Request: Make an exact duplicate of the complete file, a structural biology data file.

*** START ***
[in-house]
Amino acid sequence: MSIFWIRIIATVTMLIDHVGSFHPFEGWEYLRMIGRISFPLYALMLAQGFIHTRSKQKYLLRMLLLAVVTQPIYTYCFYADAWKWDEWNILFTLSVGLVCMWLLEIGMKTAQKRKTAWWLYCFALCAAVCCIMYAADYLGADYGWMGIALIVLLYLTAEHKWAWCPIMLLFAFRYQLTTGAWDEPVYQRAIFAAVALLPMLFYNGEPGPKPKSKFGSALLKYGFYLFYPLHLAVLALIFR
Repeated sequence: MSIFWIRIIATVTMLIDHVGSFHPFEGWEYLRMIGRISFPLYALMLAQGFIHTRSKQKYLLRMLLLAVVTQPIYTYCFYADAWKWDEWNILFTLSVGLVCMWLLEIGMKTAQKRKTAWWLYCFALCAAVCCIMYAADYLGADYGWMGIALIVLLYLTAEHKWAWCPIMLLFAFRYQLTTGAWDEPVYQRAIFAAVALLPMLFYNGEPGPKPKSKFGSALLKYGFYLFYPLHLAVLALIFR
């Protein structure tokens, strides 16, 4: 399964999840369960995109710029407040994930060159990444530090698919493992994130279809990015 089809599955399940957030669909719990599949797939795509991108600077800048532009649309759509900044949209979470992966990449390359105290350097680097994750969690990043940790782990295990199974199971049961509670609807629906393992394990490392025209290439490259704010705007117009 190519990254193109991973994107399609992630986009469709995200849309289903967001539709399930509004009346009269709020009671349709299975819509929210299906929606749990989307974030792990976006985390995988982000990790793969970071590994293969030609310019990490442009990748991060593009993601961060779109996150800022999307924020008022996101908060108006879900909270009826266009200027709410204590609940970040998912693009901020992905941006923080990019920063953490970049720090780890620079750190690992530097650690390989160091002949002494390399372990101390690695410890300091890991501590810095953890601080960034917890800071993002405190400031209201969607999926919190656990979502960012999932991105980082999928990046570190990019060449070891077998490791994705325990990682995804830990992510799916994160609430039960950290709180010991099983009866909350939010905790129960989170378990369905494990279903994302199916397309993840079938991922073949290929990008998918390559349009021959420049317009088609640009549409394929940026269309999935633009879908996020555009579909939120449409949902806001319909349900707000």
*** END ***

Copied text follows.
[in-house]
Amino acid sequence: MSIFWIRIIATVTMLIDHVGSFHPFEGWEYLRMIGRISFPLYALMLAQGFIHTRSKQKYLLRMLLLAVVTQPIYTYCFYADAWKWDEWNILFTLSVGLVCMWLLEIGMKTAQKRKTAWWLYCFALCAAVCCIMYAADYLGADYGWMGIALIVLLYLTAEHKWAWCPIMLLFAFRYQLTTGAWDEPVYQRAIFAAVALLPMLFYNGEPGPKPKSKFGSALLKYGFYLFYPLHLAVLALIFR
Repeated sequence: MSIFWIRIIATVTMLIDHVGSFHPFEGWEYLRMIGRISFPLYALMLAQGFIHTRSKQKYLLRMLLLAVVTQPIYTYCFYADAWKWDEWNILFTLSVGLVCMWLLEIGMKTAQKRKTAWWLYCFALCAAVCCIMYAADYLGADYGWMGIALIVLLYLTAEHKWAWCPIMLLFAFRYQLTTGAWDEPVYQRAIFAAVALLPMLFYNGEPGPKPKSKFGSALLKYGFYLFYPLHLAVLALIFR
């Protein structure tokens, strides 16, 4: 399964999840369960995109710029407040994930060159990444530090698919493992994130279809990015 089809599955399940957030669909719990599949797939795509991108600077800048532009649309759509900044949209979470992966990449390359105290350097680097994750969690990043940790782990295990199974199971049961509670609807629906393992394990490392025209290439490259704010705007117009 190519990254193109991973994107399609992630986009469709995200849309289903967001539709399930509004009346009269709020009671349709299975819509929210299906929606749990989307974030792990976006985390995988982000990790793969970071590994293969030609310019990490442009990748991060593009993601961060779109996150800022999307924020008022996101908060108006879900909270009826266009200027709410204590609940970040998912693009901020992905941006923080990019920063953490970049720090780890620079750190690992530097650690390989160091002949002494390399372990101390690695410890300091890991501590810095953890601080960034917890800071993002405190400031209201969607999926919190656990979502960012999932991105980082999928990046570190990019060449070891077998490791994705325990990682995804830990992510799916994160609430039960950290709180010991099983009866909350939010905790129960989170378990369905494990279903994302199916397309993840079938991922073949290929990008998918390559349009021959420049317009088609640009549409394929940026269309999935633009879908996020555009579909939120449409949902806001319909349900707000």